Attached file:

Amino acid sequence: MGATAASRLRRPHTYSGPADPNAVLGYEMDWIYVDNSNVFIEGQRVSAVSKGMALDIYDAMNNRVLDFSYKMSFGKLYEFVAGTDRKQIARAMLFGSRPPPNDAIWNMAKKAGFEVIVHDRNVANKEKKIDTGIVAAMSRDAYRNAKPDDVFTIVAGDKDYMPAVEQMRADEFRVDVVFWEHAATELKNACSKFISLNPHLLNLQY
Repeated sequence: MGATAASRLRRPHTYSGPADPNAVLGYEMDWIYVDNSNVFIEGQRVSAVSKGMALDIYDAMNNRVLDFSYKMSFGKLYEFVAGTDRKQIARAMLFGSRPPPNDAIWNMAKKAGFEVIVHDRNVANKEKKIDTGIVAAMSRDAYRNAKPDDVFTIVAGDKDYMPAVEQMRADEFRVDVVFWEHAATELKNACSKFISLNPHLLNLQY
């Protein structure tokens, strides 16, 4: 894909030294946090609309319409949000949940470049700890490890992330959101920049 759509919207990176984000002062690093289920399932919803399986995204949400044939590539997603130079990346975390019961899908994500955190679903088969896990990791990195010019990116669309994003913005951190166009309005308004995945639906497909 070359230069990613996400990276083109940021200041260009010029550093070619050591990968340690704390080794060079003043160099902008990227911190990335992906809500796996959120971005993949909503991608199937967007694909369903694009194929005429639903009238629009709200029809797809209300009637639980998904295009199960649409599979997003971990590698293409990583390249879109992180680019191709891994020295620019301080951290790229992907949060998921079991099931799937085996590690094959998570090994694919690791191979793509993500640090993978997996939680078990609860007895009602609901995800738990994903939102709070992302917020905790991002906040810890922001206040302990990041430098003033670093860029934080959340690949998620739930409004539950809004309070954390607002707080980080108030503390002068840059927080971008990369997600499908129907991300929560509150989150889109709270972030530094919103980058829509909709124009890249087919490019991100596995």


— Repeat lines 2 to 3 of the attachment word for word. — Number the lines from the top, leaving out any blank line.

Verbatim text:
Repeated sequence: MGATAASRLRRPHTYSGPADPNAVLGYEMDWIYVDNSNVFIEGQRVSAVSKGMALDIYDAMNNRVLDFSYKMSFGKLYEFVAGTDRKQIARAMLFGSRPPPNDAIWNMAKKAGFEVIVHDRNVANKEKKIDTGIVAAMSRDAYRNAKPDDVFTIVAGDKDYMPAVEQMRADEFRVDVVFWEHAATELKNACSKFISLNPHLLNLQY
């Protein structure tokens, strides 16, 4: 894909030294946090609309319409949000949940470049700890490890992330959101920049 759509919207990176984000002062690093289920399932919803399986995204949400044939590539997603130079990346975390019961899908994500955190679903088969896990990791990195010019990116669309994003913005951190166009309005308004995945639906497909 070359230069990613996400990276083109940021200041260009010029550093070619050591990968340690704390080794060079003043160099902008990227911190990335992906809500796996959120971005993949909503991608199937967007694909369903694009194929005429639903009238629009709200029809797809209300009637639980998904295009199960649409599979997003971990590698293409990583390249879109992180680019191709891994020295620019301080951290790229992907949060998921079991099931799937085996590690094959998570090994694919690791191979793509993500640090993978997996939680078990609860007895009602609901995800738990994903939102709070992302917020905790991002906040810890922001206040302990990041430098003033670093860029934080959340690949998620739930409004539950809004309070954390607002707080980080108030503390002068840059927080971008990369997600499908129907991300929560509150989150889109709270972030530094919103980058829509909709124009890249087919490019991100596995």